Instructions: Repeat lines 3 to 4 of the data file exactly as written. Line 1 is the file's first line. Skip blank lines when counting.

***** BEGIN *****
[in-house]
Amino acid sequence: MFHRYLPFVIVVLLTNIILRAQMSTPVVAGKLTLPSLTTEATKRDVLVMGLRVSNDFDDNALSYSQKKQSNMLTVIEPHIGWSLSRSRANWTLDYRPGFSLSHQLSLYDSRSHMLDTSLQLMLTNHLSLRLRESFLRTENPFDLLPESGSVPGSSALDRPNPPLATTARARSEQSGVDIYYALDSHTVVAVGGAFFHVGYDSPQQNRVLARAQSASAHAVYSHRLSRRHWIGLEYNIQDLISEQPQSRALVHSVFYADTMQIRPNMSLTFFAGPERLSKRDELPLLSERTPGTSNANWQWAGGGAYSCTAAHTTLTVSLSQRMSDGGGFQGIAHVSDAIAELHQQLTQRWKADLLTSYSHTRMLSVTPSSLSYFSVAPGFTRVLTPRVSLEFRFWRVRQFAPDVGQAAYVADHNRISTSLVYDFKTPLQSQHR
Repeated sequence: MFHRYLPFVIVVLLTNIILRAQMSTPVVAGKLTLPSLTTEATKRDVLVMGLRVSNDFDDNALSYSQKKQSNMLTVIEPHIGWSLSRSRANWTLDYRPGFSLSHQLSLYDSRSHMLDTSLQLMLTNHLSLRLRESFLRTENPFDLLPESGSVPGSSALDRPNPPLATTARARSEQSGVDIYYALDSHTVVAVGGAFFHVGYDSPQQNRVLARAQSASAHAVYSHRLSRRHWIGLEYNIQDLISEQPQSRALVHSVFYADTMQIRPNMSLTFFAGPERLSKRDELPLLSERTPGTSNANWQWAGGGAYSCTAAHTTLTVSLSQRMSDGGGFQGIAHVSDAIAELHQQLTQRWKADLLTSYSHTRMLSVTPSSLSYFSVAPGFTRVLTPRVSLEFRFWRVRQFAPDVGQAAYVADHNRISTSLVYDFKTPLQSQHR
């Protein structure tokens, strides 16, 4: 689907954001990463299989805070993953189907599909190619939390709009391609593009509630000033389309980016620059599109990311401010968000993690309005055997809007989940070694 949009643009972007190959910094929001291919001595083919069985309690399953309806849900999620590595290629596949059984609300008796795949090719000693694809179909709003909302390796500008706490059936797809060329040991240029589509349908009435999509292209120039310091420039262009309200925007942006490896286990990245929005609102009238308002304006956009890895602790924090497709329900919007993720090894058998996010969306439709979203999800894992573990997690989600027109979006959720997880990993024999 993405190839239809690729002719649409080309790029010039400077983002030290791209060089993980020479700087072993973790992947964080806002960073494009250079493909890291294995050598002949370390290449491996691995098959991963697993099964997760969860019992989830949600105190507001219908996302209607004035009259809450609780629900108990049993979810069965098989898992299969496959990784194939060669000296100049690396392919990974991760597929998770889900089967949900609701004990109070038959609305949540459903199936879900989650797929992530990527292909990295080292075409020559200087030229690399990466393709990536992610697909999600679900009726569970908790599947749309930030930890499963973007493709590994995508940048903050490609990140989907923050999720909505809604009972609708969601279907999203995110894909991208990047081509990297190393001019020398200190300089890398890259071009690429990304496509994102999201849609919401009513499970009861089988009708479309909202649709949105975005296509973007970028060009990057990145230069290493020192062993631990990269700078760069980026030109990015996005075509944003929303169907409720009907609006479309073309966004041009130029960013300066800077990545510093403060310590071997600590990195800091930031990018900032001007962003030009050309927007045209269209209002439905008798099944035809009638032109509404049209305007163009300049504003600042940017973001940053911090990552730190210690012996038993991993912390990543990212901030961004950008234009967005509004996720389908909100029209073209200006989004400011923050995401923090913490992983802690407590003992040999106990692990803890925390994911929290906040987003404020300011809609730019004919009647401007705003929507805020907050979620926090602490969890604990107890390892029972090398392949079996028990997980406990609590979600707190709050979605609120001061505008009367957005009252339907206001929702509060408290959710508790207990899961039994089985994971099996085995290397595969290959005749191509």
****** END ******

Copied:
Repeated sequence: MFHRYLPFVIVVLLTNIILRAQMSTPVVAGKLTLPSLTTEATKRDVLVMGLRVSNDFDDNALSYSQKKQSNMLTVIEPHIGWSLSRSRANWTLDYRPGFSLSHQLSLYDSRSHMLDTSLQLMLTNHLSLRLRESFLRTENPFDLLPESGSVPGSSALDRPNPPLATTARARSEQSGVDIYYALDSHTVVAVGGAFFHVGYDSPQQNRVLARAQSASAHAVYSHRLSRRHWIGLEYNIQDLISEQPQSRALVHSVFYADTMQIRPNMSLTFFAGPERLSKRDELPLLSERTPGTSNANWQWAGGGAYSCTAAHTTLTVSLSQRMSDGGGFQGIAHVSDAIAELHQQLTQRWKADLLTSYSHTRMLSVTPSSLSYFSVAPGFTRVLTPRVSLEFRFWRVRQFAPDVGQAAYVADHNRISTSLVYDFKTPLQSQHR
């Protein structure tokens, strides 16, 4: 689907954001990463299989805070993953189907599909190619939390709009391609593009509630000033389309980016620059599109990311401010968000993690309005055997809007989940070694 949009643009972007190959910094929001291919001595083919069985309690399953309806849900999620590595290629596949059984609300008796795949090719000693694809179909709003909302390796500008706490059936797809060329040991240029589509349908009435999509292209120039310091420039262009309200925007942006490896286990990245929005609102009238308002304006956009890895602790924090497709329900919007993720090894058998996010969306439709979203999800894992573990997690989600027109979006959720997880990993024999 993405190839239809690729002719649409080309790029010039400077983002030290791209060089993980020479700087072993973790992947964080806002960073494009250079493909890291294995050598002949370390290449491996691995098959991963697993099964997760969860019992989830949600105190507001219908996302209607004035009259809450609780629900108990049993979810069965098989898992299969496959990784194939060669000296100049690396392919990974991760597929998770889900089967949900609701004990109070038959609305949540459903199936879900989650797929992530990527292909990295080292075409020559200087030229690399990466393709990536992610697909999600679900009726569970908790599947749309930030930890499963973007493709590994995508940048903050490609990140989907923050999720909505809604009972609708969601279907999203995110894909991208990047081509990297190393001019020398200190300089890398890259071009690429990304496509994102999201849609919401009513499970009861089988009708479309909202649709949105975005296509973007970028060009990057990145230069290493020192062993631990990269700078760069980026030109990015996005075509944003929303169907409720009907609006479309073309966004041009130029960013300066800077990545510093403060310590071997600590990195800091930031990018900032001007962003030009050309927007045209269209209002439905008798099944035809009638032109509404049209305007163009300049504003600042940017973001940053911090990552730190210690012996038993991993912390990543990212901030961004950008234009967005509004996720389908909100029209073209200006989004400011923050995401923090913490992983802690407590003992040999106990692990803890925390994911929290906040987003404020300011809609730019004919009647401007705003929507805020907050979620926090602490969890604990107890390892029972090398392949079996028990997980406990609590979600707190709050979605609120001061505008009367957005009252339907206001929702509060408290959710508790207990899961039994089985994971099996085995290397595969290959005749191509």